• G02B6/29311Diffractive element operating in transmission
    • GPHYSICS
    • G02OPTICS
    • G02BOPTICAL ELEMENTS, SYSTEMS, OR APPARATUS
    • G02B6/00Light guides
    • G02B6/24Coupling light guides
    • G02B6/26Optical coupling means
    • G02B6/28Optical coupling means having data bus means, i.e. plural waveguides interconnected and providing an inherently bidirectional system by mixing and splitting signals
    • G02B6/293Optical coupling means having data bus means, i.e. plural waveguides interconnected and providing an inherently bidirectional system by mixing and splitting signals with wavelength selective means
    • G02B6/29304Optical coupling means having data bus means, i.e. plural waveguides interconnected and providing an inherently bidirectional system by mixing and splitting signals with wavelength selective means operating by diffraction, e.g. grating
    • G02B6/29305Optical coupling means having data bus means, i.e. plural waveguides interconnected and providing an inherently bidirectional system by mixing and splitting signals with wavelength selective means operating by diffraction, e.g. grating as bulk element, i.e. free space arrangement external to a light guide
    • G02B6/29313Optical coupling means having data bus means, i.e. plural waveguides interconnected and providing an inherently bidirectional system by mixing and splitting signals with wavelength selective means operating by diffraction, e.g. grating as bulk element, i.e. free space arrangement external to a light guide characterised by means for controlling the position or direction of light incident to or leaving the diffractive element, e.g. for varying the wavelength response
    • G02B6/29314Optical coupling means having data bus means, i.e. plural waveguides interconnected and providing an inherently bidirectional system by mixing and splitting signals with wavelength selective means operating by diffraction, e.g. grating as bulk element, i.e. free space arrangement external to a light guide characterised by means for controlling the position or direction of light incident to or leaving the diffractive element, e.g. for varying the wavelength response by moving or modifying the diffractive element, e.g. deforming
    • GPHYSICS
    • G02OPTICS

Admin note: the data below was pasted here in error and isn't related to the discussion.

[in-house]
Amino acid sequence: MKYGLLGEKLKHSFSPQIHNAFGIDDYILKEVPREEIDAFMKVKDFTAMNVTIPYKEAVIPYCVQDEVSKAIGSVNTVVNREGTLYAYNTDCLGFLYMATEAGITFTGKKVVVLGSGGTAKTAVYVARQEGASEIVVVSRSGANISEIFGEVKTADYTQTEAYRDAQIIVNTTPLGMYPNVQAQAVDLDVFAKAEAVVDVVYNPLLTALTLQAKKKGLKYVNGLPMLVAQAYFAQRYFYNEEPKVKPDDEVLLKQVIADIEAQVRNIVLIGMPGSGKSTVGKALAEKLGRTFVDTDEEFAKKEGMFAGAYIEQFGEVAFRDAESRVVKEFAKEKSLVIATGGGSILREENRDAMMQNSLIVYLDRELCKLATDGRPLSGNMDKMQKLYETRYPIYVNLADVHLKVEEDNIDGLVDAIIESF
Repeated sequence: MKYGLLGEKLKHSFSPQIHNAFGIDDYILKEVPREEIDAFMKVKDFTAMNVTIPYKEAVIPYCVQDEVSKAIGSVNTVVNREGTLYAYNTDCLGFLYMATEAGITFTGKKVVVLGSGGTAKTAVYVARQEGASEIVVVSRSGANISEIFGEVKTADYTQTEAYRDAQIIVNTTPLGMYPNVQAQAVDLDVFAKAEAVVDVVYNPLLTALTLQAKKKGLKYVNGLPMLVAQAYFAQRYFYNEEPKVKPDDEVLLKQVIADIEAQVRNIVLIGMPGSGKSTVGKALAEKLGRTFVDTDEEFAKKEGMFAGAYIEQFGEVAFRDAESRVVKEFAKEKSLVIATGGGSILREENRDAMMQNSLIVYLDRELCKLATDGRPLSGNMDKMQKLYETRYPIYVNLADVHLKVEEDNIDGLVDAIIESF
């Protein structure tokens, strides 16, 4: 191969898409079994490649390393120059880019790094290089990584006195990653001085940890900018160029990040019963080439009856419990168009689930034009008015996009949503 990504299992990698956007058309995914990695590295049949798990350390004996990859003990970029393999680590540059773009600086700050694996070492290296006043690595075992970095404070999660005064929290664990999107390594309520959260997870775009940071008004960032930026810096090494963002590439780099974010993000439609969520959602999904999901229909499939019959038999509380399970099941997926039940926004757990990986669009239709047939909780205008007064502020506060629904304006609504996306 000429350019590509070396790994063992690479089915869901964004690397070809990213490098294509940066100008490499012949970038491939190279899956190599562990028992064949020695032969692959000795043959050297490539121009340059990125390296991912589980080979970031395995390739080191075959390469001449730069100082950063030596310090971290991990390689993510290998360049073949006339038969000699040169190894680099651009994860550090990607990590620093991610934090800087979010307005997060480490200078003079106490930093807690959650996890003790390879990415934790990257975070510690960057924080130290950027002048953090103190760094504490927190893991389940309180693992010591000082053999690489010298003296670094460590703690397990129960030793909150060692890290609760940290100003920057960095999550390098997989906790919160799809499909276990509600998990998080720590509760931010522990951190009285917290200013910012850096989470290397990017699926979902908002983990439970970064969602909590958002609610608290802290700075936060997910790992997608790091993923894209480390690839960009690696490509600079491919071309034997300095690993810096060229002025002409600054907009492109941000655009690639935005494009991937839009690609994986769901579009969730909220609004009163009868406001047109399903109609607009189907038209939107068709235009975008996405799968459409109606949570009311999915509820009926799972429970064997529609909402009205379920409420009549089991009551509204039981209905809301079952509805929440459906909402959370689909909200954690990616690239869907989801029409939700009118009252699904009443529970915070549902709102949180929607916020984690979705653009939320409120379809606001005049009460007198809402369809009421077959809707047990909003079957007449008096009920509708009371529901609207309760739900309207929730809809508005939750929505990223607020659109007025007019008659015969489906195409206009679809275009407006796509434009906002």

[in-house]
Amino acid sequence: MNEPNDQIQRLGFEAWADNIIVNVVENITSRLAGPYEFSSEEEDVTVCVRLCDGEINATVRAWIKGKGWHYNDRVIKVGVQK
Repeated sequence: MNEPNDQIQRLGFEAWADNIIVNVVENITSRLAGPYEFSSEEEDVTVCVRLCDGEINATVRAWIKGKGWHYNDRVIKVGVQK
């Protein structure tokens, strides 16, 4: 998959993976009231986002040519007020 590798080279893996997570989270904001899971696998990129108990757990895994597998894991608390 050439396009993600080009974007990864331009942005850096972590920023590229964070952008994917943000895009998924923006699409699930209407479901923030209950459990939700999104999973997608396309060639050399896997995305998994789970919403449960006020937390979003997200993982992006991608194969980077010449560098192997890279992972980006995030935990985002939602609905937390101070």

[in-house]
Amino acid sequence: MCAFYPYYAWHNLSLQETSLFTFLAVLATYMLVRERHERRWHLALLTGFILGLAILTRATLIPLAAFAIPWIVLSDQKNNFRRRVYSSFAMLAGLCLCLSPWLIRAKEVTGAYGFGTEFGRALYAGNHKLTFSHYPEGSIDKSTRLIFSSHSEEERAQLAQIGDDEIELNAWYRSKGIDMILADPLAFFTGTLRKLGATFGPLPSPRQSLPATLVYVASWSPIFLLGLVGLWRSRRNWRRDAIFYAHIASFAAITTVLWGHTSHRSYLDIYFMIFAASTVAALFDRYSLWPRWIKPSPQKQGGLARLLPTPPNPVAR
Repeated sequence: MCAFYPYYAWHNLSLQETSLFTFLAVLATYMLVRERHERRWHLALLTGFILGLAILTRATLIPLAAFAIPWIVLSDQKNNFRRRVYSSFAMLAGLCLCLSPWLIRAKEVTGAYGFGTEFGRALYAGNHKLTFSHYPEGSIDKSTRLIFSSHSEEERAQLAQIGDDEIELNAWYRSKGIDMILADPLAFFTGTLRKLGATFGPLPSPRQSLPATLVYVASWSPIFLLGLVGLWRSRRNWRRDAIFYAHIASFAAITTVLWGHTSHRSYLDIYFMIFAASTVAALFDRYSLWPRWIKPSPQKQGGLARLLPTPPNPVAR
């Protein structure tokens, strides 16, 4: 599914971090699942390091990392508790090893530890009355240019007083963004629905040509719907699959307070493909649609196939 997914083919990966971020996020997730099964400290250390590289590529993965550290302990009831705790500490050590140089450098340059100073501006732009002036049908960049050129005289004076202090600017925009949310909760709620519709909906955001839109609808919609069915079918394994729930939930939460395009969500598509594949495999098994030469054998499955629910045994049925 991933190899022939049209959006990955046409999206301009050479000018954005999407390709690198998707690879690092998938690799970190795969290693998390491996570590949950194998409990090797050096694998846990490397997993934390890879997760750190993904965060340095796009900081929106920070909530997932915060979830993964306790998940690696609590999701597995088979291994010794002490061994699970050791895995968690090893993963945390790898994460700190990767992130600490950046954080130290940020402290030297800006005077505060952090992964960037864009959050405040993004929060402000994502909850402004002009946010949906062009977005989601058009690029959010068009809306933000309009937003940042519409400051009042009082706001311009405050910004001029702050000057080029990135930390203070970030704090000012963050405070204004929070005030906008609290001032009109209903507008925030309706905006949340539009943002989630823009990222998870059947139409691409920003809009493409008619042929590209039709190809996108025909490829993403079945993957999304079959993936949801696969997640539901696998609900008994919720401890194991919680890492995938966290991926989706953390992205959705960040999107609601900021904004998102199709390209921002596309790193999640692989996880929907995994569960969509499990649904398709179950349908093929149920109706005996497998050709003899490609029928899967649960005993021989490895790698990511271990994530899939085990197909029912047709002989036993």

• G02BOPTICAL ELEMENTS, SYSTEMS, OR APPARATUS
    • G02B6/00Light guides
    • G02B6/24Coupling light guides
    • G02B6/26Optical coupling means
    • G02B6/28Optical coupling means having data bus means, i.e. plural waveguides interconnected and providing an inherently bidirectional system by mixing and splitting signals
    • G02B6/293Optical coupling means having data bus means, i.e. plural waveguides interconnected and providing an inherently bidirectional system by mixing and splitting signals with wavelength selective means
    • G02B6/29379Optical coupling means having data bus means, i.e. plural waveguides interconnected and providing an inherently bidirectional system by mixing and splitting signals with wavelength selective means characterised by the function or use of the complete device
    • G02B6/29395Optical coupling means having data bus means, i.e. plural waveguides interconnected and providing an inherently bidirectional system by mixing and splitting signals with wavelength selective means characterised by the function or use of the complete device configurable, e.g. tunable or reconfigurable
    • GPHYSICS
    • G02OPTICS
    • G02FDEVICES OR ARRANGEMENTS, THE OPTICAL OPERATION OF WHICH IS MODIFIED BY CHANGING THE OPTICAL PROPERTIES OF THE MEDIUM OF THE DEVICES OR ARRANGEMENTS FOR THE CONTROL OF THE INTENSITY, COLOUR, PHASE, POLARISATION OR DIRECTION OF LIGHT, e.g. SWITCHING, GATING, MODULATING OR DEMODULATING; TECHNIQUES OR PROCEDURES FOR THE OPERATION THEREOF; FREQUENCY-CHANGING; NON-LINEAR OPTICS; OPTICAL LOGIC ELEMENTS; OPTICAL ANALOGUE/DIGITAL CONVERTERS
    • G02F1/00Devices or arrangements for the control of the intensity, colour, phase, polarisation or direction of light arriving from an independent light source, e.g. switching, gating, or modulating; Non-linear optics
    • G02F1/01Devices or arrangements for the control of the intensity, colour, phase, polarisation or direction of light arriving from an independent light source, e.g. switching, gating, or modulating; Non-linear optics for the control of the intensity, phase, polarisation or colour 
    • G02F1/13Devices or arrangements for the control of the intensity, colour, phase, polarisation or direction of light arriving from an independent light source, e.g. switching, gating, or modulating; Non-linear optics for the control of the intensity, phase, polarisation or colour  based on liquid crystals, e.g. single liquid crystal display cells
    • G02F1/133Constructional arrangements; Operation of liquid crystal cells; Circuit arrangements